Some 1.4 billion people around the globe were at risk for cholera in 2012, according to World Health Organization (WHO).
Cholera is caused by a bacterium, Vibrio cholerae, which can spread through the water supply in places where sanitation and hygiene are poor.

The study in the May 29 edition of the New England Journal of Medicine was the first to measure the effectiveness of a vaccine called Shanchol in response to a cholera outbreak under field conditions in Guinea.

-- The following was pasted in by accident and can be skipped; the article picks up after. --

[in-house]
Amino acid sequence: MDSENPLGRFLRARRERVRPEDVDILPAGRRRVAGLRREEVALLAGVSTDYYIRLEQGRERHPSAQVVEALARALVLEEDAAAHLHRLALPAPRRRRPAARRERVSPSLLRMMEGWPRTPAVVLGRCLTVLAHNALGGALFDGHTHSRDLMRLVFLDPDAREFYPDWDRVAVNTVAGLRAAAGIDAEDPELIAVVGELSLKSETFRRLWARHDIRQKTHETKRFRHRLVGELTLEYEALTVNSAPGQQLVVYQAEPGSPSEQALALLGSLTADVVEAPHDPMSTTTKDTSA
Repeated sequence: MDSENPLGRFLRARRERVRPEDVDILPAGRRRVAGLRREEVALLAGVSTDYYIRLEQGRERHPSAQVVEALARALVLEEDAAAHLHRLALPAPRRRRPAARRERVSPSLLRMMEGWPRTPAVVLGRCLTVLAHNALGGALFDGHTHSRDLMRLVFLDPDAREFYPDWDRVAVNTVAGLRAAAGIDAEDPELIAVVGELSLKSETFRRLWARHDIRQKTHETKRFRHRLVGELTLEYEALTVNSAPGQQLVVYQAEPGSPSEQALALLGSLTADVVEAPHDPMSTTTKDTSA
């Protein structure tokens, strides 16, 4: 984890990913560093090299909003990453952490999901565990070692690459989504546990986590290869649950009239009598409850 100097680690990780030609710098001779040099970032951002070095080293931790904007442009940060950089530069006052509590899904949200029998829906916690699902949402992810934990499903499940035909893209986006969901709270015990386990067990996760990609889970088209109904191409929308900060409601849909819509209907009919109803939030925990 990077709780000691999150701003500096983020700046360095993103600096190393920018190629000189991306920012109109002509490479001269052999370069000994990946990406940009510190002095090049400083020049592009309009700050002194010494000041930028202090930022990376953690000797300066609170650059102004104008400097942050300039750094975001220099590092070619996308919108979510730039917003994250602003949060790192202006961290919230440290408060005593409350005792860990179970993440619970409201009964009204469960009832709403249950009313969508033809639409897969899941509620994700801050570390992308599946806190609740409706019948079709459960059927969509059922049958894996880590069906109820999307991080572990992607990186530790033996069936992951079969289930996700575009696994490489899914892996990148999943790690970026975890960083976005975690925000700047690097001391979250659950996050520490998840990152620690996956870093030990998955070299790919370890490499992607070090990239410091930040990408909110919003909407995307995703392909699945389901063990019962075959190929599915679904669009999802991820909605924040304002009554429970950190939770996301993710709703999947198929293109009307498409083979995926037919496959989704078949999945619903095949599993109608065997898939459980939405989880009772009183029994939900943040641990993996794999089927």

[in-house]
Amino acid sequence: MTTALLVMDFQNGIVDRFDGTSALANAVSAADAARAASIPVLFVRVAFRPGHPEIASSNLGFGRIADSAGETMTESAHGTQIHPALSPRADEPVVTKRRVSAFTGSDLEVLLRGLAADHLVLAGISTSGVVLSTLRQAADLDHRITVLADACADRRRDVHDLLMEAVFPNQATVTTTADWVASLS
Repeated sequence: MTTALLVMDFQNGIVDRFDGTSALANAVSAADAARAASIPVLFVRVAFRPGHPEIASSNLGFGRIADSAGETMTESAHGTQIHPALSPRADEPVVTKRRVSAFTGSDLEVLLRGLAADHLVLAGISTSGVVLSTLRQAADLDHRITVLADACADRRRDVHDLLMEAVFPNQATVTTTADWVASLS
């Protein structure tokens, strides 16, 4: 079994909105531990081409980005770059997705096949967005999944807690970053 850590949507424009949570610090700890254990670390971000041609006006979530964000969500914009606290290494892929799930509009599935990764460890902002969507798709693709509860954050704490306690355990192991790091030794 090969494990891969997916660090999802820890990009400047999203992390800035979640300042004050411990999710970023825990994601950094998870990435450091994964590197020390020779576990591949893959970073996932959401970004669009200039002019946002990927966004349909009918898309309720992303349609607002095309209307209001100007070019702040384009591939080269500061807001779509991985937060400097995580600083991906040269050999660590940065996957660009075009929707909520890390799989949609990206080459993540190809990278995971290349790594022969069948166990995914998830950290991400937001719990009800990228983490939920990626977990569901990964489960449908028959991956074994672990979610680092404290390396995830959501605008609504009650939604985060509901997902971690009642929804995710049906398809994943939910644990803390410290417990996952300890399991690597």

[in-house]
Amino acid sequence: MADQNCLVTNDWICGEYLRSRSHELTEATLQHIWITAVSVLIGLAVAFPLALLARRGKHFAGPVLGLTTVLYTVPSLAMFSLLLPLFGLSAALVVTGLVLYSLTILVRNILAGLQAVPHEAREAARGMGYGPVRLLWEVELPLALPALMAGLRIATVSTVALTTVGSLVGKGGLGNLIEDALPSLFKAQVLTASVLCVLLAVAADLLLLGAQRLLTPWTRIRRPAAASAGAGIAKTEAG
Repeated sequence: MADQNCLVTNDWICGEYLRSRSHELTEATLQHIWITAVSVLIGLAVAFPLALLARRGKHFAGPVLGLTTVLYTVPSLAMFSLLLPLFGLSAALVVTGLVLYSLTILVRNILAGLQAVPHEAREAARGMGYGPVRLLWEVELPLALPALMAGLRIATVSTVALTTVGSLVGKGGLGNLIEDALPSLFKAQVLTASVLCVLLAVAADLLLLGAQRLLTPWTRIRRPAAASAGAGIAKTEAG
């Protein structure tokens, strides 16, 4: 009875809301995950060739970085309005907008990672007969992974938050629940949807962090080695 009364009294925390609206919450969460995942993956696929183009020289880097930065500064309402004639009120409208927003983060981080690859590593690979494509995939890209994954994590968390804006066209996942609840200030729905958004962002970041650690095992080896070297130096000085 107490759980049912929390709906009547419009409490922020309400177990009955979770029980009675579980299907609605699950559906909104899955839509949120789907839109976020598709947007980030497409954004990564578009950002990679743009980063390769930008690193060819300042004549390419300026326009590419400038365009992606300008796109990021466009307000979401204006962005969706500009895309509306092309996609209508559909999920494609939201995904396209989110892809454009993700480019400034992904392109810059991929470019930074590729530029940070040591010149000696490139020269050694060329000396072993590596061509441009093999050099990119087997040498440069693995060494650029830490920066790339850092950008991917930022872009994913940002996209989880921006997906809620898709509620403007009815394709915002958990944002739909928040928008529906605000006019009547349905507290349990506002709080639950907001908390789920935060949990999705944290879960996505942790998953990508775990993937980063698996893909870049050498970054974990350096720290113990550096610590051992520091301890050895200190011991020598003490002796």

Previously, the vaccine had been tested only under experimental conditions in Kolkata, India.

The research in Guinea, carried out by Doctors without Borders (Medecins Sans Frontieres), involved more than 300,000 doses of the two-dose vaccine, administered during a cholera outbreak in 2012.

It was 82 to 86 percent effective, and carried few side effects.


Latest News from Lifestyle News Desk